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Viewpoint: Urbanisation Challenge

The urbanisation of the world is continuing at increasing pace, despite the challenging global economic environment.

Asim Gaba

Asim Gaba is a director at Arup

Today, we are witnessing an enormous economic transformation across the world as city populations in emerging markets rapidly expand and enjoy rising incomes - resulting in a game changing wave of new consumers with considerable spending power. Meeting the demands of these new consumers is fuelling a boom in infrastructure. Urbanisation and per capita GDP tend to move in close synchronisation as countries develop - what is diff erent about today’s wave of mass urbanisation is its unprecedented speed and scale, this is particularly so across the countries of the Middle East.

Urbanisation is increasing the pressure not just on city infrastructure but also on financial models to fund that infrastructure development. Much of the existing urbanisation in the Middle East has been funded by governments supported by oil and gas revenues. However, there is an increasing desire across the region for greater private involvement in both funding and implementation. Private funding requires a collaborative arrangement (private firms naturally want to safeguard their investment) with enlightened governments with vision, to enable those governments to retain appropriate control and influence within an effective regulatory framework.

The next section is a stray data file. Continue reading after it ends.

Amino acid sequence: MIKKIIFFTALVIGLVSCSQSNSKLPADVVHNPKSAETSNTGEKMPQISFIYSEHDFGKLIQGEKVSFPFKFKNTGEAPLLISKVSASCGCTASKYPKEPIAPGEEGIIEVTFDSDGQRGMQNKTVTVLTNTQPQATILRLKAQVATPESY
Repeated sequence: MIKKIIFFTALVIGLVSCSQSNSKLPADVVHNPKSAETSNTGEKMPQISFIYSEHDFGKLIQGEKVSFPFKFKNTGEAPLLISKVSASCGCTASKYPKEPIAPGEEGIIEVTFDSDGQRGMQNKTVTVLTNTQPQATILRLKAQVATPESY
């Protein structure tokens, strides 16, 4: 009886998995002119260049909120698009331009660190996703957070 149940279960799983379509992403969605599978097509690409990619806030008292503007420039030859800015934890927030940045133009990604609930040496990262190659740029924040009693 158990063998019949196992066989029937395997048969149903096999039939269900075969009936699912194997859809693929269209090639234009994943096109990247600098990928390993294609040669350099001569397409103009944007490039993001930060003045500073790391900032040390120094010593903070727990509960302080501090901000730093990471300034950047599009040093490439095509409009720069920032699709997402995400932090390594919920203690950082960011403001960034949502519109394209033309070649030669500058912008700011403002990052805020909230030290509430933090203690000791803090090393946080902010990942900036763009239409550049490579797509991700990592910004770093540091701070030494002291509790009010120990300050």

This represents a great opportunity for private firms to add value:

■ Infrastructure firms whose core competencies align with the nature of the projects needed to create the cities of the future are in a unique position to contribute both commercial knowledge and technical expertise.

■ Private firms are in a strong position to collaborate with city and infrastructure authorities to establish regulatory frameworks. Such frameworks are typically immature in the Middle East but are vital to provide the essential structure necessary for the implementation of infrastructure projects and their funding.

■ The development of “smart” cities requires the holistic intelligent integration of infrastructure, technology, services and facilities for greater efficiency and sustainability. This stimulates the need for similarly flexible and bespoke financing packages. The independent and innovative approach of private corporations can provide the flexibility and adaptability needed to create the cities of the future.

■ Projects can benefit significantly from the superior risk management solutions prevalent in private firms. There are examples of high profile major infrastructure projects where this has improved delivery times and reduced cost overruns - particularly important in today’s climate of tightened liquidity. The challenges posed by rapidly increasing urbanisation should be viewed as enormous opportunities for private firms. The significant benefits of private involvement include: greater corporate collaboration; the ability to invoke bespoke innovative financing models; and the development of intelligent urban infrastructure for the “smart” cities of the future. When applied proactively to the challenges, this can and should reap significant rewards - if we are up for the challenge.

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